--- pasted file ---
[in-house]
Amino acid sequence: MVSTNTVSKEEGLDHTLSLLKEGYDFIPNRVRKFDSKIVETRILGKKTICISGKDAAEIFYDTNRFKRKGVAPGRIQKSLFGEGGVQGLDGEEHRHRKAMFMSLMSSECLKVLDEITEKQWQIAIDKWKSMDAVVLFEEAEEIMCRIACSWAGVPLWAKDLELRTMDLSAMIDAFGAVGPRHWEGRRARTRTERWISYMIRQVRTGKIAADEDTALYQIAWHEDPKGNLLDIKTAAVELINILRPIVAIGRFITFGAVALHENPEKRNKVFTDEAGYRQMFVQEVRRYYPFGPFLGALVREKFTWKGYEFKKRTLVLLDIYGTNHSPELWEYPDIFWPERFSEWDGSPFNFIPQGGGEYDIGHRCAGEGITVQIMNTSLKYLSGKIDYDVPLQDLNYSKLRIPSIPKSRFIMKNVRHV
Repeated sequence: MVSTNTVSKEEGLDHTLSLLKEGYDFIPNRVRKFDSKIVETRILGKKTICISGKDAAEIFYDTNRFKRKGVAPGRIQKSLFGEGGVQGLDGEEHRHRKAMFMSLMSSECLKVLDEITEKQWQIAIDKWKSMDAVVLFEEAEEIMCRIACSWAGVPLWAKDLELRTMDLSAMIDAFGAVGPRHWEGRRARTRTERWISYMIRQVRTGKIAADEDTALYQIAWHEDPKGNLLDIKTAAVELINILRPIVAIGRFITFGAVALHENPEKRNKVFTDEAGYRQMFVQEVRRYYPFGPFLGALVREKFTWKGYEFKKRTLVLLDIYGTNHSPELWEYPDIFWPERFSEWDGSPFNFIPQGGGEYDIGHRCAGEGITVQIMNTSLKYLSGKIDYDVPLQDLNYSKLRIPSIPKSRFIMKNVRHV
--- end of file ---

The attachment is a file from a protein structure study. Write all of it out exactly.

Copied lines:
[in-house]
Amino acid sequence: MVSTNTVSKEEGLDHTLSLLKEGYDFIPNRVRKFDSKIVETRILGKKTICISGKDAAEIFYDTNRFKRKGVAPGRIQKSLFGEGGVQGLDGEEHRHRKAMFMSLMSSECLKVLDEITEKQWQIAIDKWKSMDAVVLFEEAEEIMCRIACSWAGVPLWAKDLELRTMDLSAMIDAFGAVGPRHWEGRRARTRTERWISYMIRQVRTGKIAADEDTALYQIAWHEDPKGNLLDIKTAAVELINILRPIVAIGRFITFGAVALHENPEKRNKVFTDEAGYRQMFVQEVRRYYPFGPFLGALVREKFTWKGYEFKKRTLVLLDIYGTNHSPELWEYPDIFWPERFSEWDGSPFNFIPQGGGEYDIGHRCAGEGITVQIMNTSLKYLSGKIDYDVPLQDLNYSKLRIPSIPKSRFIMKNVRHV
Repeated sequence: MVSTNTVSKEEGLDHTLSLLKEGYDFIPNRVRKFDSKIVETRILGKKTICISGKDAAEIFYDTNRFKRKGVAPGRIQKSLFGEGGVQGLDGEEHRHRKAMFMSLMSSECLKVLDEITEKQWQIAIDKWKSMDAVVLFEEAEEIMCRIACSWAGVPLWAKDLELRTMDLSAMIDAFGAVGPRHWEGRRARTRTERWISYMIRQVRTGKIAADEDTALYQIAWHEDPKGNLLDIKTAAVELINILRPIVAIGRFITFGAVALHENPEKRNKVFTDEAGYRQMFVQEVRRYYPFGPFLGALVREKFTWKGYEFKKRTLVLLDIYGTNHSPELWEYPDIFWPERFSEWDGSPFNFIPQGGGEYDIGHRCAGEGITVQIMNTSLKYLSGKIDYDVPLQDLNYSKLRIPSIPKSRFIMKNVRHV